The North Atlantic Treaty Organization is the longest and most successful alliance still going today. But Donald Trump is looking to redefine that alliance in ways that would make it virtually meaningless.

Reuters:

In response to a question about potential Russian aggression towards the Baltic states, Trump told the newspaper in an interview that if Moscow attacked them, he would decide whether to come to their aid only after reviewing whether those nations "have fulfilled their obligations to us".

He added: "If they fulfill their obligations to us, the answer is yes."

Trump was quoted as saying he would force allies to shoulder defense costs that the United States has borne for decades, cancel longstanding treaties he views as unfavorable, and redefine what it means to be a partner of the United States.

"I would prefer to be able to continue" existing agreements, he said, but only if allies stopped taking advantage of what he called an era of American largess, the New York Times wrote.

Democratic presidential candidate Hillary Clinton's senior foreign policy adviser, Jake Sullivan, said in a statement: "Trump has apparently decided that America lacks the moral authority to advance our interests and values around the world."

David Corn, Washington bureau chief of the Mother Jones news website, said in a tweet that Trump's campaign manager Paul Manafort had told him the candidate had been misquoted.

Reuters was unsuccessful in attempts to reach Trump campaign staff for comment late on Wednesday.

Trump has for months raised questions about the money the United States pours into NATO, which he says needs to be reconfigured to take account of today's global threats.

His rhetoric has raised alarm in allied countries that still rely on the U.S. defense umbrella. The phrase "America First" was used in the 1930s by isolationists who sought to keep the United States out of World War Two.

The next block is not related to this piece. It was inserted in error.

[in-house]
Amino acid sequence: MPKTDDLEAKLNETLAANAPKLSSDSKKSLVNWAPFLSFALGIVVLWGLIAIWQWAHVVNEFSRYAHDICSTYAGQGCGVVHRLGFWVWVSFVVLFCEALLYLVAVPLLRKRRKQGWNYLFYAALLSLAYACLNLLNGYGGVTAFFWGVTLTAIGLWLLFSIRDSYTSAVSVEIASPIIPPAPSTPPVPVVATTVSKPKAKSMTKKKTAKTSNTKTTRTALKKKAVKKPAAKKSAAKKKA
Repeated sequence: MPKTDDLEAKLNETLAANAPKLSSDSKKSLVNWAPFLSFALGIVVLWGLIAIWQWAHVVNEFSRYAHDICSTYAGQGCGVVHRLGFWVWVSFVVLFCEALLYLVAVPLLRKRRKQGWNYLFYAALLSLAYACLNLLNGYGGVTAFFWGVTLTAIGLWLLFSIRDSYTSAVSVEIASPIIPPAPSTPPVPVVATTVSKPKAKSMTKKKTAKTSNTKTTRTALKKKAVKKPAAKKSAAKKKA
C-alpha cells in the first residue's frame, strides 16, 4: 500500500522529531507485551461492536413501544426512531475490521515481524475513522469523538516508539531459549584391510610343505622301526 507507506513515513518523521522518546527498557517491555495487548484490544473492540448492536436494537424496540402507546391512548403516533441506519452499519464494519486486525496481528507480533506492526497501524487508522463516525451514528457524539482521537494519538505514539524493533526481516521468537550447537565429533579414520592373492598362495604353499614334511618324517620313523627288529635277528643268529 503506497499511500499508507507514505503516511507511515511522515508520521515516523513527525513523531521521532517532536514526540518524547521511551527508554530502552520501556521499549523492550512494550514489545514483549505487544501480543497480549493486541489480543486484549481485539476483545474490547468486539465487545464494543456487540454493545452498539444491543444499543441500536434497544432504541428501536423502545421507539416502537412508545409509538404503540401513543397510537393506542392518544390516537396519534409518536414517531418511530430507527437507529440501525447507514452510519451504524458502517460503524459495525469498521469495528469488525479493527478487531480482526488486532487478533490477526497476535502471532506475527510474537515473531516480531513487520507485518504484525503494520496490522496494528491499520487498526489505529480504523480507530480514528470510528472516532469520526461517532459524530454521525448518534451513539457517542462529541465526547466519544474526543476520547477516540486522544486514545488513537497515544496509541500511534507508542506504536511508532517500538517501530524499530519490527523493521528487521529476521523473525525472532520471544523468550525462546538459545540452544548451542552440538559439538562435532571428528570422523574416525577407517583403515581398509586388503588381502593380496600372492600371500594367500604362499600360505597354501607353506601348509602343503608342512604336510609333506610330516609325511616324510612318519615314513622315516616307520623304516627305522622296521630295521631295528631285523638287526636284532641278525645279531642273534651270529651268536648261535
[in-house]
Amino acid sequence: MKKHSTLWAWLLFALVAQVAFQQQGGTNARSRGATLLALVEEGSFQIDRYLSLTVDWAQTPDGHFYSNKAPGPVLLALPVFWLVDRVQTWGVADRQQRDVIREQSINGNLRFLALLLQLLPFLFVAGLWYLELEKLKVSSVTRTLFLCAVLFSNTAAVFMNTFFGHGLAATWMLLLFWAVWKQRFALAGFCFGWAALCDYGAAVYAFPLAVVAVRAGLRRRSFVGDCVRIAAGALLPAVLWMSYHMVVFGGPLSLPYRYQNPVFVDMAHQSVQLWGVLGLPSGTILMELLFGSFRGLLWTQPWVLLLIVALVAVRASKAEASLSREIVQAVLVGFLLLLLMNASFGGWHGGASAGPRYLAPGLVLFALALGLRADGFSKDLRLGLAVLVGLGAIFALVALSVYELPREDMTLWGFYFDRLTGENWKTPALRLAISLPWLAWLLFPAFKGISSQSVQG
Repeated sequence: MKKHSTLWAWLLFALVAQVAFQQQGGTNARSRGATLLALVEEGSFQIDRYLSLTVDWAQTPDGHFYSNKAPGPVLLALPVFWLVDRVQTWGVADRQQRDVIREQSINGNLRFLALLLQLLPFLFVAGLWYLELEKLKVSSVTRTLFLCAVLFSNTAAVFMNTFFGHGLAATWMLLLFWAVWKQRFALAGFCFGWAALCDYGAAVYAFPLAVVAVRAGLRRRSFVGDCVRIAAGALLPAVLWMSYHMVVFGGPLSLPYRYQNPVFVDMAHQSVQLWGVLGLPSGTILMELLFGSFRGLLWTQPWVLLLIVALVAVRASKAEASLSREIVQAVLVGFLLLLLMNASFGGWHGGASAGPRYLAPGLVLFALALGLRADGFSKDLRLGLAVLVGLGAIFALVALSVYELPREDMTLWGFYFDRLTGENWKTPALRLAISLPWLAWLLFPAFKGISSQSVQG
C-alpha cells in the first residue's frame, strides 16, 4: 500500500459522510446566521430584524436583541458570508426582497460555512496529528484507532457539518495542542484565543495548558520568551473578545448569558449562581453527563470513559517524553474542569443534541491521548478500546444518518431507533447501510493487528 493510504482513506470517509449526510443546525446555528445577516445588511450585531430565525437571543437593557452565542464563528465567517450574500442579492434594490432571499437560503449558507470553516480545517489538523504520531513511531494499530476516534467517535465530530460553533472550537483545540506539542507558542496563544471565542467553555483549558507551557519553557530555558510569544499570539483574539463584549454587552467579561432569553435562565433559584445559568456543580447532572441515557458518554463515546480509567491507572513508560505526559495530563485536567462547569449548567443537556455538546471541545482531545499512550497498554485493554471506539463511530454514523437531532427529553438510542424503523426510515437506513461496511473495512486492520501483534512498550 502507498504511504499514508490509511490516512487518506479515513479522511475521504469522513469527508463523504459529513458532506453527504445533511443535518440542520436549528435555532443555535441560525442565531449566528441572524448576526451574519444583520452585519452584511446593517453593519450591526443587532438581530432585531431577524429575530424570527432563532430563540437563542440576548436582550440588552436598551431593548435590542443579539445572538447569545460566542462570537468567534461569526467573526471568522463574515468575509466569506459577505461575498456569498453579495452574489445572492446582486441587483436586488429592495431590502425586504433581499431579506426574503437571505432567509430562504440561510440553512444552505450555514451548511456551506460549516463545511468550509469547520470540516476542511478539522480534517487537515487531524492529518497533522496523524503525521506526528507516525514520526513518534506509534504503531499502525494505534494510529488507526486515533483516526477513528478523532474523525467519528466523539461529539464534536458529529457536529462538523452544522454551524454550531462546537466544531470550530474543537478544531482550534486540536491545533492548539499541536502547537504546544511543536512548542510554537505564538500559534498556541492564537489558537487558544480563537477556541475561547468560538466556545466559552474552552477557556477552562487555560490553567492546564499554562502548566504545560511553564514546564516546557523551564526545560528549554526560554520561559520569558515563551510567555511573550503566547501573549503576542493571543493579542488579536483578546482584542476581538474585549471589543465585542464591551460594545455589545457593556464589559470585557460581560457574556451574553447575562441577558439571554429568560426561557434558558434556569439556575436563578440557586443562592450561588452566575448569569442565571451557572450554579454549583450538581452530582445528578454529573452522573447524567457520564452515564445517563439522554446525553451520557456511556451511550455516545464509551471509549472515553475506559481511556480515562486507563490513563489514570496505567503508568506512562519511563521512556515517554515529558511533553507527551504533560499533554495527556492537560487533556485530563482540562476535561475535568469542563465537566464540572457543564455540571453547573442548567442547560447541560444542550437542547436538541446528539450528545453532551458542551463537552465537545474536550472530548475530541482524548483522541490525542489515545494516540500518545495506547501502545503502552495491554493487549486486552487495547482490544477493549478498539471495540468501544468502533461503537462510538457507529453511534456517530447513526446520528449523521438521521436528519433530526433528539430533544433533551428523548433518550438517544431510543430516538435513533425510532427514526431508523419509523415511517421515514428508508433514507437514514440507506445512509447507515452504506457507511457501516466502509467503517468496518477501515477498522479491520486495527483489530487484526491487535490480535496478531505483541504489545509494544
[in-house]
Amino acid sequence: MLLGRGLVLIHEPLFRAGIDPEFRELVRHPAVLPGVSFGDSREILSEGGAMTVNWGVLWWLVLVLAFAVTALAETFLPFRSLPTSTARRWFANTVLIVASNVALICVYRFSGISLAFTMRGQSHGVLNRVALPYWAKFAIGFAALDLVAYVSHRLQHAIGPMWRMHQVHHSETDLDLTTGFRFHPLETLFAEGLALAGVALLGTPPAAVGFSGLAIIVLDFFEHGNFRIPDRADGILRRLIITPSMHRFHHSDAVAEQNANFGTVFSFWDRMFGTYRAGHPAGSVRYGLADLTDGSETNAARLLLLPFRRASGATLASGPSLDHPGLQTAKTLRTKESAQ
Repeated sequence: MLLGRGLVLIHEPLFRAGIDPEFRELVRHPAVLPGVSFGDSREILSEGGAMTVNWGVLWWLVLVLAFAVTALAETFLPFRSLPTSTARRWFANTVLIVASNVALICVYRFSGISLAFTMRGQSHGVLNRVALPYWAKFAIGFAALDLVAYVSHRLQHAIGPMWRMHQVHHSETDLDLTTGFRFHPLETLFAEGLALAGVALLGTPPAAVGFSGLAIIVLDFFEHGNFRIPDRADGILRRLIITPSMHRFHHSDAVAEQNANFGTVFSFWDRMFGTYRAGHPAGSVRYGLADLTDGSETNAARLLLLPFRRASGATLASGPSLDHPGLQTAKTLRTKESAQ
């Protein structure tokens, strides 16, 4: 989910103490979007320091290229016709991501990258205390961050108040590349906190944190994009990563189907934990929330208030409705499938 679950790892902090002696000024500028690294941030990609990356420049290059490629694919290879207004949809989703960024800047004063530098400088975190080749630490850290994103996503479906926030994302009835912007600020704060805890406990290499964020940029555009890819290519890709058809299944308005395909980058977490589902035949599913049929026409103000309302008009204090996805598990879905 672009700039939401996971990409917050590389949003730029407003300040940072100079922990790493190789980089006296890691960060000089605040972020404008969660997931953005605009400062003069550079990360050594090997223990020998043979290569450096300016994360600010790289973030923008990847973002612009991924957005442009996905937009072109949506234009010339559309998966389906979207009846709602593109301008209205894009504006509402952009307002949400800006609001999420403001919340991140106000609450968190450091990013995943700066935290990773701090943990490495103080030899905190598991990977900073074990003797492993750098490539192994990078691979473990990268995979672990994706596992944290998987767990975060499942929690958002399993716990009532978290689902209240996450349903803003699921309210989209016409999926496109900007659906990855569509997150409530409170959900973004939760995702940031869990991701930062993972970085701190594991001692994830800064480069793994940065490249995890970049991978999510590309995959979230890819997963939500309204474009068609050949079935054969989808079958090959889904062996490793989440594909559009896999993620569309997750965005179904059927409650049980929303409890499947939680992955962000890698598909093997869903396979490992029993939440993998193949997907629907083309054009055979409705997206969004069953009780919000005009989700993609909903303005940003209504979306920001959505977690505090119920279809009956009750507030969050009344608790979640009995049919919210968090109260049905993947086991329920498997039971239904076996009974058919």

There are two ways to measure what individual NATO members spend on the alliance; direct and indirect spending. As far as direct spending, Trump doesn't know what he's talking about. 

 In 2012, the Congressional Research Service produced a report that looked at direct funding in detail. Despite Trump’s claim that the United States is spending “billions and billions” on NATO, Defense Department budget documents show the annual direct contribution is under $500 million a year.

By this metric, Trump’s claims of the U.S. paying a disproportionate share, or “a lion’s share,” are wildly exaggerated.  The U.S. pays the most, but not significantly more than the next country — and the formula for calculating the different shares is reasonable.

But Trump approaches the truth when talking about indirect spending:

On the other hand, if Trump is talking about indirect spending on NATO, which exceeds direct funding, he begins to have a point. U.S. officials have long complained that other NATO members are not pulling their weight in the alliance; President Obama recently asserted to Atlantic Monthly’s Jeffrey Goldberg that some European allies are “free riders,” a term that Trump echoed in his CNN interview.

NATO documents show that a majority of NATO members fail to meet NATO’s guideline, established in 2006, that defense expenditures should amount to 2 percent of each country’s gross domestic product. The median spending in 2015 is just 1.18 percent of GDP, compared to 3.7 percent for the United States, NATO says. Just four other countries currently exceed the 2 percent guideline.

“The volume of the US defense expenditure effectively represents 73 per cent of the defense spending of the Alliance as a whole,” NATO says in a discussion of indirect funding. “This does not mean that the United States covers 73 per cent of the costs involved in the operational running of NATO as an organization, including its headquarters in Brussels and its subordinate military commands, but it does mean that there is an over-reliance by the Alliance as a whole on the United States for the provision of essential capabilities, including for instance, in regard to intelligence, surveillance and reconnaissance; air-to-air refueling; ballistic missile defense; and airborne electronic warfare.”

It's impossible to quantify exactly what the US spends on NATO largely because we are a global superpower with global responsibilites. Military assets earmarked for NATO can also be used elsewhere. 

But if you agree with Trump - that US assistance will depend on whether a nation has met its "obligation" to the US - you might as well break up the alliance now.  This may be Trump's ultimate goal, given much of his rhetoric about NATO.

That will be great news for Trump's friend Vladimir Putin who would then be able to dominate Europe in ways the old Soviet Union could only dream.